Every Theatre Arts major is given the opportunity to undertake a
senior thesis project in acting, directing, playwriting, design, or
dramaturgy/criticism in their senior year, which serves as the creative
and intellectual capstone to their years of study in the major. If the
student's area of concentration involves performance, the senior thesis
project will focus on the creation of a significant piece of artistic
work; the work of art (i.e. the theatrical performance) is not the thesis
itself, but constitutes one small but important component of a body of
research culminating in a major piece of writing. Each year an
experienced faculty director selects a play that provides a thesis role
for the senior majors concentrating in acting. Senior acting thesis
projects in past years have included productions of Arthur Schnitzler's
Strindberg used the "Author's Preface" to the published edition of the play as a manifesto for a new type of psychologized drama, calling for two sets of innovations. In the Preface, he talks about making the scenery for the play as palpably "realistic" as possible. And he calls for a new view of dramatic character. Indeed, he dismisses the idea of "character" altogether as an outmoded literary system whereby fictional personages are constructed around quirks and catch-phrases, and are believed to act according to an exact correspondence between simplistic biographical causes and predetermined behavioral effects. Strindberg calls for something more complex: "My `souls,'" he writes, choosing to use a different word for character, "are conglomerates of past and present cultural phases, bits from books and newspapers, scraps of humanity, pieces torn from fine clothes and become rags, patched together as is the human soul."
After reading the play countless times and teaching the play over a dozen times during my 16 years at Penn, I never completely saw the connection between Strindberg's twin concerns for realistic stage conventions and for new definitions of dramatic character. And I thought I understood what Strindberg was saying about "souls": that behavior is caused not by single but by multiple determinants. As Strindberg writes in his Preface, "I have motivated Miss Julie's tragic fate by a great number of circumstances: her mother's primary instincts, her father raising her incorrectly, her own nature, and the influence of her fianc on her weak and degenerate brain. Also, more particularly: the festive atmosphere of midsummer night, her father's absence, her monthly indisposition, her preoccupation with animals, the provocative effect of the dancing, the magical midsummer twilight, the powerfully aphrodisiac influence of flowers, and, finally, the chance that drives the couple together into a room alone--plus the boldness of the aroused man."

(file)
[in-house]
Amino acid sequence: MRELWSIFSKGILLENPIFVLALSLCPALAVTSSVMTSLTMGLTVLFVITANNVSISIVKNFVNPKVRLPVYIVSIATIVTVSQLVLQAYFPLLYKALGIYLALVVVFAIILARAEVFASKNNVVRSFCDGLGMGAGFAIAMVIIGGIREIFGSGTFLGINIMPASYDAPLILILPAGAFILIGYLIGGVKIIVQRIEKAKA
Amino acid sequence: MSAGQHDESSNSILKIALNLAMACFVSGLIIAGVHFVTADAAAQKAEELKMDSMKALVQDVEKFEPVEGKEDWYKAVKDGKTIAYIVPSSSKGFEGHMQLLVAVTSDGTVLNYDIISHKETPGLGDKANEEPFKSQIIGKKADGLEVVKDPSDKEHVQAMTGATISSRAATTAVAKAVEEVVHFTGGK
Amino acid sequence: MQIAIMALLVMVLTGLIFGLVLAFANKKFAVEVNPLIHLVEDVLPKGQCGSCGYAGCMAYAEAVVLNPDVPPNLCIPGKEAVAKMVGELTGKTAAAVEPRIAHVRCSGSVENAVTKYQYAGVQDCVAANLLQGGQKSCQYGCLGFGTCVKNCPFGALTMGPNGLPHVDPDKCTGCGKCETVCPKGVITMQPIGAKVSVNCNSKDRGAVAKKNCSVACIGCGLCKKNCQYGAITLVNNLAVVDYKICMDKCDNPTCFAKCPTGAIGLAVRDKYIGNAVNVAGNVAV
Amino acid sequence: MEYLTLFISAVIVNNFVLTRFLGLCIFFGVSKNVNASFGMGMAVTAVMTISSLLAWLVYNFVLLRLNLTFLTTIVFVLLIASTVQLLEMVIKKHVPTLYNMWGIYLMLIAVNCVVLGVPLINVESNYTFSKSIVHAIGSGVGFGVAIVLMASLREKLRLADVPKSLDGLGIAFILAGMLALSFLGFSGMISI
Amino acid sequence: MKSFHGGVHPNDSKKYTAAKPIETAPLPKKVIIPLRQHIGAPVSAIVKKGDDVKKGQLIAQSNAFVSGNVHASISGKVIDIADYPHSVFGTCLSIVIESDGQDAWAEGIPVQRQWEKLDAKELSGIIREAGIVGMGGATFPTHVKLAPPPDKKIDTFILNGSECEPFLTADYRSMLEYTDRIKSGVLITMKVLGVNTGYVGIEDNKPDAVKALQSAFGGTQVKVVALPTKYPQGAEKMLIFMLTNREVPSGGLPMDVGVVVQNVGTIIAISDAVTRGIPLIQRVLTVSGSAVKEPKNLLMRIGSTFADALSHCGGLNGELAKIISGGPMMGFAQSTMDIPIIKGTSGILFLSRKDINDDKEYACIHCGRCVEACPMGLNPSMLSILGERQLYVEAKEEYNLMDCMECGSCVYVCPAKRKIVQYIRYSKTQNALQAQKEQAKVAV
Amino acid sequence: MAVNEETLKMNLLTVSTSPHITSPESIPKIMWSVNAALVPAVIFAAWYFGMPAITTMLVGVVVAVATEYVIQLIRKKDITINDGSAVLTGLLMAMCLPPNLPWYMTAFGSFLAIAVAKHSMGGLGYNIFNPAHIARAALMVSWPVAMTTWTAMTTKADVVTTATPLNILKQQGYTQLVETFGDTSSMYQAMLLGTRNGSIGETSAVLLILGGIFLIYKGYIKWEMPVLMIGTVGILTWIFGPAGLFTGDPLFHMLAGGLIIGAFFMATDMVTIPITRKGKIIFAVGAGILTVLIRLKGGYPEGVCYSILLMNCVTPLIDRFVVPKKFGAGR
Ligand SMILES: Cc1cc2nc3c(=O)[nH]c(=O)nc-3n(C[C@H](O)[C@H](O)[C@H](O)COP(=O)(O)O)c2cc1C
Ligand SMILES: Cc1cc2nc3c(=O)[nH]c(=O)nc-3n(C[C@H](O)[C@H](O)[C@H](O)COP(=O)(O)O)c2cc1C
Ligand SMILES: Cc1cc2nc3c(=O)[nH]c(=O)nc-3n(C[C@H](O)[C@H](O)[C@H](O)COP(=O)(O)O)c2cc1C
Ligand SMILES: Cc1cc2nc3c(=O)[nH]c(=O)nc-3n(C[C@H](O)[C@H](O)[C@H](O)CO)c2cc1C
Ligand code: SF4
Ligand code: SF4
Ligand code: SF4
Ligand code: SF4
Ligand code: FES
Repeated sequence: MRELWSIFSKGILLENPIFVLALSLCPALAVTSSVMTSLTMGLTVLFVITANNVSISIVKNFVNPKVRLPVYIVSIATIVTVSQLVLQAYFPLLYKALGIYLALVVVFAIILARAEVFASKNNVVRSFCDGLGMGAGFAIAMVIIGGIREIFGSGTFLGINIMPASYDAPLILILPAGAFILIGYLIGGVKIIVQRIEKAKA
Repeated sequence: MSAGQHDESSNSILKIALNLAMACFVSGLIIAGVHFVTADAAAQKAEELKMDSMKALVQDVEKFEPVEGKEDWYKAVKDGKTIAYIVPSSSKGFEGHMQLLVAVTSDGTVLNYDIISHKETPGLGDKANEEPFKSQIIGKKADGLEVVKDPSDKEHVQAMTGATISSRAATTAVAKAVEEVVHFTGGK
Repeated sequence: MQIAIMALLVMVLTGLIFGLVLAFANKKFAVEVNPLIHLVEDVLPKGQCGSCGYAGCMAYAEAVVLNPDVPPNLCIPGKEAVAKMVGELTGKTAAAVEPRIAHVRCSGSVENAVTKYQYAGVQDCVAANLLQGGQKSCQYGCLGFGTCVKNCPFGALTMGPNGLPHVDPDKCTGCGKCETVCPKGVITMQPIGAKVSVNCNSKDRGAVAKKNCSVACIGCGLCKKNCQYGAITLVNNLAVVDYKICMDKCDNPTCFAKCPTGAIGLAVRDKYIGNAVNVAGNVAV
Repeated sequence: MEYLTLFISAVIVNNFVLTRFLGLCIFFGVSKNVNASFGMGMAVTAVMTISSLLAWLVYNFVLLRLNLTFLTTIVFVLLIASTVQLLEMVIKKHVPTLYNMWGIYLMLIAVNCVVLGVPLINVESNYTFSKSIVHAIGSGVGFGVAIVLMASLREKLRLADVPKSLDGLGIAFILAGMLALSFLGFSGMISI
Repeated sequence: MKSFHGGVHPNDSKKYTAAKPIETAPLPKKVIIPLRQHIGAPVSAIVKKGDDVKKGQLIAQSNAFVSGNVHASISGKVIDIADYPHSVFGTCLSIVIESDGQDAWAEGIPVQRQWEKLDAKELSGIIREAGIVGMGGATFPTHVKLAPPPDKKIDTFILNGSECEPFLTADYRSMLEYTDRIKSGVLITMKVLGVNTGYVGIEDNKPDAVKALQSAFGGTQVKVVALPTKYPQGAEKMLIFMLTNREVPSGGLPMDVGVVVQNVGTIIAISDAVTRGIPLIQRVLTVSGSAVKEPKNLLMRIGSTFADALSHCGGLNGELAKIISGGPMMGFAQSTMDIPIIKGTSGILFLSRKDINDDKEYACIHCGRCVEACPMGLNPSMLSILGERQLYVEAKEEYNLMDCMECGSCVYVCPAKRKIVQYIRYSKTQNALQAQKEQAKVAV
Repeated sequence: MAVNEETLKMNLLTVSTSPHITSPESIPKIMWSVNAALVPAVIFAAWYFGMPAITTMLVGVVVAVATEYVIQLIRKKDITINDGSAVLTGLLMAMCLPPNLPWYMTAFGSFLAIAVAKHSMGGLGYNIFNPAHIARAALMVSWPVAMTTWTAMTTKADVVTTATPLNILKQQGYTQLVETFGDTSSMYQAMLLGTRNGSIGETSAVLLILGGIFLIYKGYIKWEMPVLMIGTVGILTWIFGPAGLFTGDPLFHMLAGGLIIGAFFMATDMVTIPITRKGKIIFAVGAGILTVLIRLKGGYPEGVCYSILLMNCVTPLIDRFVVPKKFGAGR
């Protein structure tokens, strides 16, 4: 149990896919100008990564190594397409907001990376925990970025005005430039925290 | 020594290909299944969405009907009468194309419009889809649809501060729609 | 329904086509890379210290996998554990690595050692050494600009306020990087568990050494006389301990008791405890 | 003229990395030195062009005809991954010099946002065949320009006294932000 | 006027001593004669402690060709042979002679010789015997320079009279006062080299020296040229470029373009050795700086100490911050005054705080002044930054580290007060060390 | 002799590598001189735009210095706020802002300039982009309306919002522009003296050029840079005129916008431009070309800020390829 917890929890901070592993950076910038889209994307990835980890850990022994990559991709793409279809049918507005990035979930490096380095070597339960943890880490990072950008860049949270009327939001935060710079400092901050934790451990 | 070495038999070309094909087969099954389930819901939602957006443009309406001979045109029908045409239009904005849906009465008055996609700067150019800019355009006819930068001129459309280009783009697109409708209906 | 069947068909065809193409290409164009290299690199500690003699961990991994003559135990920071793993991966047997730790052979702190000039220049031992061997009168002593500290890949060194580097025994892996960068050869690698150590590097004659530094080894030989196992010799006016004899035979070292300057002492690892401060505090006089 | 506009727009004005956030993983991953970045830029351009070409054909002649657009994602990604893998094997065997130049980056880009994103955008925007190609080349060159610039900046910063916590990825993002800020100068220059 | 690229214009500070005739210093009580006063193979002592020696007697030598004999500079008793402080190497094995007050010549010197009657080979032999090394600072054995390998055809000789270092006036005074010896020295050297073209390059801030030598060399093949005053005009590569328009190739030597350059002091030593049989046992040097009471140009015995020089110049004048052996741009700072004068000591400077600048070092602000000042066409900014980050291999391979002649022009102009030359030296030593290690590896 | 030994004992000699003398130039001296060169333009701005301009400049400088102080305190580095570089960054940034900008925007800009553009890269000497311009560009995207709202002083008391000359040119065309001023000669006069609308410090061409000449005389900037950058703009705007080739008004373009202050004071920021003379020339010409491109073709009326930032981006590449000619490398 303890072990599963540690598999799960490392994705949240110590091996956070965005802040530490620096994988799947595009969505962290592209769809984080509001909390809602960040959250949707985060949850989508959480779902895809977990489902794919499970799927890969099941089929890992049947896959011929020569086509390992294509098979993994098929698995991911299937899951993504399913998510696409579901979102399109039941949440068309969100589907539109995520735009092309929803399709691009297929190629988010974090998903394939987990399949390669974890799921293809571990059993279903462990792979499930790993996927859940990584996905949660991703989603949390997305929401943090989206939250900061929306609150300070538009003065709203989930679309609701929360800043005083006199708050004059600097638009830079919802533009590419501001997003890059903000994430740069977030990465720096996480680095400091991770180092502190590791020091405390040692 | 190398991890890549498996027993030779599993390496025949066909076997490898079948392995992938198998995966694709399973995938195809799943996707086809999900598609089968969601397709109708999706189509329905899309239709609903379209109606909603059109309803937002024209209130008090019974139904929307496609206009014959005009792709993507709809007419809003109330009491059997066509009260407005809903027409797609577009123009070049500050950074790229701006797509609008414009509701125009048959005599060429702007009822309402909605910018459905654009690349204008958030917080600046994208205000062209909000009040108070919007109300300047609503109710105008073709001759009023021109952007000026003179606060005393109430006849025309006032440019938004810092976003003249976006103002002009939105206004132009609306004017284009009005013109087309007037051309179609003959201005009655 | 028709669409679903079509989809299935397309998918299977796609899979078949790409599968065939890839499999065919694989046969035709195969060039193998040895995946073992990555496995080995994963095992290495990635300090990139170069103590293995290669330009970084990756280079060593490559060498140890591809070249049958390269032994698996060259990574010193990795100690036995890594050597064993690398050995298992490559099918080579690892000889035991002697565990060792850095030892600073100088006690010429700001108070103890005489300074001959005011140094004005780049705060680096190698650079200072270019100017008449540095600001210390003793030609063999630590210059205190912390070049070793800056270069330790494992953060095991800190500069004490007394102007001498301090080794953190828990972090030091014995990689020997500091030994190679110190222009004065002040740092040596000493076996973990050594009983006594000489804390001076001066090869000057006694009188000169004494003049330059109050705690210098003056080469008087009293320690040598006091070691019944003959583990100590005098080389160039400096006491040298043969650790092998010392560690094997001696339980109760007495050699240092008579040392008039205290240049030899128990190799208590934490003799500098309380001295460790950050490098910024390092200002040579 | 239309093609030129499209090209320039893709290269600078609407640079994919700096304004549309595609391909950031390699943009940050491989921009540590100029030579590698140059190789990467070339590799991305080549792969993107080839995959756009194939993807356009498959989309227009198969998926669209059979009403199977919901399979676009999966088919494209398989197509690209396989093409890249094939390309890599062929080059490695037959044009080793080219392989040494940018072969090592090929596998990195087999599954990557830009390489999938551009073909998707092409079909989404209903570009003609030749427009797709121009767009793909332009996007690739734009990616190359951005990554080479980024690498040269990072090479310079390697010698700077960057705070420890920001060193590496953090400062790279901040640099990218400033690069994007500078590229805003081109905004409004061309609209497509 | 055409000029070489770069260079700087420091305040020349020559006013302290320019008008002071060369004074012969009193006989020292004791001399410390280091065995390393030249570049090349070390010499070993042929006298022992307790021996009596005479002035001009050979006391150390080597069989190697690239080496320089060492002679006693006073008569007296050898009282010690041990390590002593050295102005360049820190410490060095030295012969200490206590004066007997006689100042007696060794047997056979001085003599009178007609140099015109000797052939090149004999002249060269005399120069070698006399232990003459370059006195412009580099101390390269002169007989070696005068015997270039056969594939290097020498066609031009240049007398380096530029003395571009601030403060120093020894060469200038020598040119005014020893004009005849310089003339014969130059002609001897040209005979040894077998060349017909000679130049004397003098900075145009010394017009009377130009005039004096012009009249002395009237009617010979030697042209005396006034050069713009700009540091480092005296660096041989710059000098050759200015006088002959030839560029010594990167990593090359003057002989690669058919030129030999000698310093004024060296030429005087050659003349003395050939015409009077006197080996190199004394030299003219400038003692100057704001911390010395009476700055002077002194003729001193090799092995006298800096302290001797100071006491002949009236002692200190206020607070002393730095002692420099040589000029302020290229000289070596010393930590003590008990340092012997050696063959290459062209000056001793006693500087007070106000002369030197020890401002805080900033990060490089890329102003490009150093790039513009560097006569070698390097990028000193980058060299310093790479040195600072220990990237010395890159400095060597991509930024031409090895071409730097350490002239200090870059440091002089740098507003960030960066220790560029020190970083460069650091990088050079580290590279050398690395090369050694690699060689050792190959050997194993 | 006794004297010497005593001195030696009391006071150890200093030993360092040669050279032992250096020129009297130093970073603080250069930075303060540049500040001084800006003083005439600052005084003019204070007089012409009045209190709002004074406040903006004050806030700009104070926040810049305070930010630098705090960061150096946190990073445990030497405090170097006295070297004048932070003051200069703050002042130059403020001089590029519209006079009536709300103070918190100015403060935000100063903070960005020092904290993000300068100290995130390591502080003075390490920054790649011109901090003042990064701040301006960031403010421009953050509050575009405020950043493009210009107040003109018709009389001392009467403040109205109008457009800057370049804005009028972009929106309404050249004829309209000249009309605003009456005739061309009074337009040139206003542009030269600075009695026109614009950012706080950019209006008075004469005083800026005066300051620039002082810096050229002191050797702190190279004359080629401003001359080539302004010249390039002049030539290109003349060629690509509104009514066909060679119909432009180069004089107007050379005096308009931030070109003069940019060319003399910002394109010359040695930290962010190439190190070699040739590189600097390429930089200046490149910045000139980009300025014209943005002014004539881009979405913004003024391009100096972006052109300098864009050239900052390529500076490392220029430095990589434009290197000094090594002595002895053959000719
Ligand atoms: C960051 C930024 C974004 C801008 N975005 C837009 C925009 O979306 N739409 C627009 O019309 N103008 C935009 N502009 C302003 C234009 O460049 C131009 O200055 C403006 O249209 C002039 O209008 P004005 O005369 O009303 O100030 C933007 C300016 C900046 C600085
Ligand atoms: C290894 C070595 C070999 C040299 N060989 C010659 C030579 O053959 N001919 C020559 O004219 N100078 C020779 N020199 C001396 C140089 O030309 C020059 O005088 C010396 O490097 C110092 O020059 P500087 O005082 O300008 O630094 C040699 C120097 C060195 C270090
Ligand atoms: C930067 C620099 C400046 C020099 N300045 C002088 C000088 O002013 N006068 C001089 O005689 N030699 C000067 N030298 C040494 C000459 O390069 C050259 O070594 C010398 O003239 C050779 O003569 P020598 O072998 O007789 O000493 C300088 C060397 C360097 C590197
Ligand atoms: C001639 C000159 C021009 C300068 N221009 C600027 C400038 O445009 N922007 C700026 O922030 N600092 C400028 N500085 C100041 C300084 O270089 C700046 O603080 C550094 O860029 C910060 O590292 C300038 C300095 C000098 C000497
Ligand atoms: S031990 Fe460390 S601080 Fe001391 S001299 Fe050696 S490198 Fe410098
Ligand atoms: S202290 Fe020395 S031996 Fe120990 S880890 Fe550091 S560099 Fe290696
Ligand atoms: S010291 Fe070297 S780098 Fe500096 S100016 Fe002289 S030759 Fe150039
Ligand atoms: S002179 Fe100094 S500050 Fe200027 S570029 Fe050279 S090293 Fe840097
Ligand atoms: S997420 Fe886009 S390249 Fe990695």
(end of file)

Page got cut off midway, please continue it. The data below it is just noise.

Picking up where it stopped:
Now that I have worked on the play in performance, though, I
understand Strindberg's concept of character in a different way than I
did for all these years; and I now do see a connection between
Strindberg's assertions about dramatic character and the stage
environment. For our purposes, Strindberg is not merely saying that
character and behavior are complexly, rather than monolithically,
determined; rather, he's saying that character and behavior are not
The rehearsals for this production of
As you will see in the performance, we have devised a method of performance that replicates the rules of our rehearsal explorations. The physical world of the stage and the physical tasks assigned to the actors are not within the control of the actors playing Miss Julie, Jean, or Kristine; the other performers on stage are free to shape the stage and to assign the actors physical tasks as they please, in ways that differ from one performance to the next. And the principal actors are free to move about their world, to interact with one another, and to take action, according to what they feel in that particular moment, without regard to what they have previously rehearsed or even what they did at last night's performance.
Through this approach, we have discovered that
Which Miss Julie and which Jean you will see performed tonight--of all the Miss Julies and Jeans I have seen Joanna and Riaz create in rehearsal--is impossible to predict; perhaps they will be ones that I, too, have never seen before. But I can guarantee that these characters will be as complex, as contradictory, as inconsistent, as intelligent, and as emotionally vulnerable--in short, as human--as the actors who play them.